Schools aren't fans of heat wave, some still without AC

ST. JOSEPH COUNTY, Ind. – School campuses are working to make swift changes to their heating and cooling systems as Michiana deals with strangely high temperatures in March.

Students and faculty at Indiana University South Bend are sweating it out since the school hasn’t switch over to air conditioning. Some offices and classrooms are reaching 80 and 90 degrees.

"They opened the doors and let the breeze come through, but it was still really hot," said IUSB Sophomore Summer Benjamin.

The school said the weather is just too unpredictable to make the change from heating to cooling.

"They just can't turn them on and off like you can at home," said University Spokesperson Ken Baierl.

He said it takes five days just to start the air conditioning process.

"To switch over to cooling we need to wash and clean our chillers, that takes about five days," said Baierl.

As temps are expected to fall, the fear is that winter could have another go at it.

"If the temperature drops below freezing at night which it may do here in the near future that could damage our cooling equipment," said Baierl.

This could lead to pipes busting and even flooding inside the buildings. That would come with quite the price tag.

"It'd be thousands, tens of thousands, it's just a risk that we can't take, so we're trying to make sure we do everything else that we can to keep people as comfortable as we can," said Baierl.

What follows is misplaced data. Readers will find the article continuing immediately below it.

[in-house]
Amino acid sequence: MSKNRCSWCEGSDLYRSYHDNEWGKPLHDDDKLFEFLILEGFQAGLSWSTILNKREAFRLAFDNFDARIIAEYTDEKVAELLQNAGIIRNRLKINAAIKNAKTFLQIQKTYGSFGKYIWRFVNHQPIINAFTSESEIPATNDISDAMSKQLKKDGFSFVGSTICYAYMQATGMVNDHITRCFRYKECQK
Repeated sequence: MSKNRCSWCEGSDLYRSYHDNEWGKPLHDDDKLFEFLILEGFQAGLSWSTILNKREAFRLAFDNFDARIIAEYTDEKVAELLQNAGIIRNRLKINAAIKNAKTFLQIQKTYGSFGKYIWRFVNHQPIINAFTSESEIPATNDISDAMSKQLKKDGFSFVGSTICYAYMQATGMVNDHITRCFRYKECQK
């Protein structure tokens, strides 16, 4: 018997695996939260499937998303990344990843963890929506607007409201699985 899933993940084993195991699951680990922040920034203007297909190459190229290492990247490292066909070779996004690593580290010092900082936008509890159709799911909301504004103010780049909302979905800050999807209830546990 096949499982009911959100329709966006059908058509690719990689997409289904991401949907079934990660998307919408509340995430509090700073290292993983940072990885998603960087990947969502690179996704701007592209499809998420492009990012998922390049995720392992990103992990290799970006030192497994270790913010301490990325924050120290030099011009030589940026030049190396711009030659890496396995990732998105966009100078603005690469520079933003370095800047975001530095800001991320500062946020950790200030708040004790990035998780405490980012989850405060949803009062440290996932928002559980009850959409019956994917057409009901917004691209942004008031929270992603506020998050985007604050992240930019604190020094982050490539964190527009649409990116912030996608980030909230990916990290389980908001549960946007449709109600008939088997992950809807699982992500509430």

The school has fans plugged in, and is leaving the doors open to circulate air. Some teachers are taking their classes outside, and even giving out assignments online.

IUSB said this is the first time it’s ever had to deal with this problem.

"This has never happened before," said Baierl. "Historically we get our air conditioning up and running in early May."

And that’s still the plan this year.

"We're looking at early May as we do each year to make the transition over to cooling. I don't know if we're expecting another heat wave that might change our opinions," said Baierl.

Ivy Tech in South Bend said it also hasn’t made the switch with the fear that colder temps are still a head.

Saint Mary’s College said since temperatures were on the rise last week, it turned on the air conditioning then. SMC spokesperson said the change came six weeks earlier than normal.

University of Notre Dame said it started making the transition to AC on March 12th. The process normally takes a couple weeks, but with the unusual temperatures this March the university switched from heating within three days.

Local elementary and high schools said they've also made the change.

Tempertures in the area are expected to fall as soon as Friday, but they will still remain high for March.







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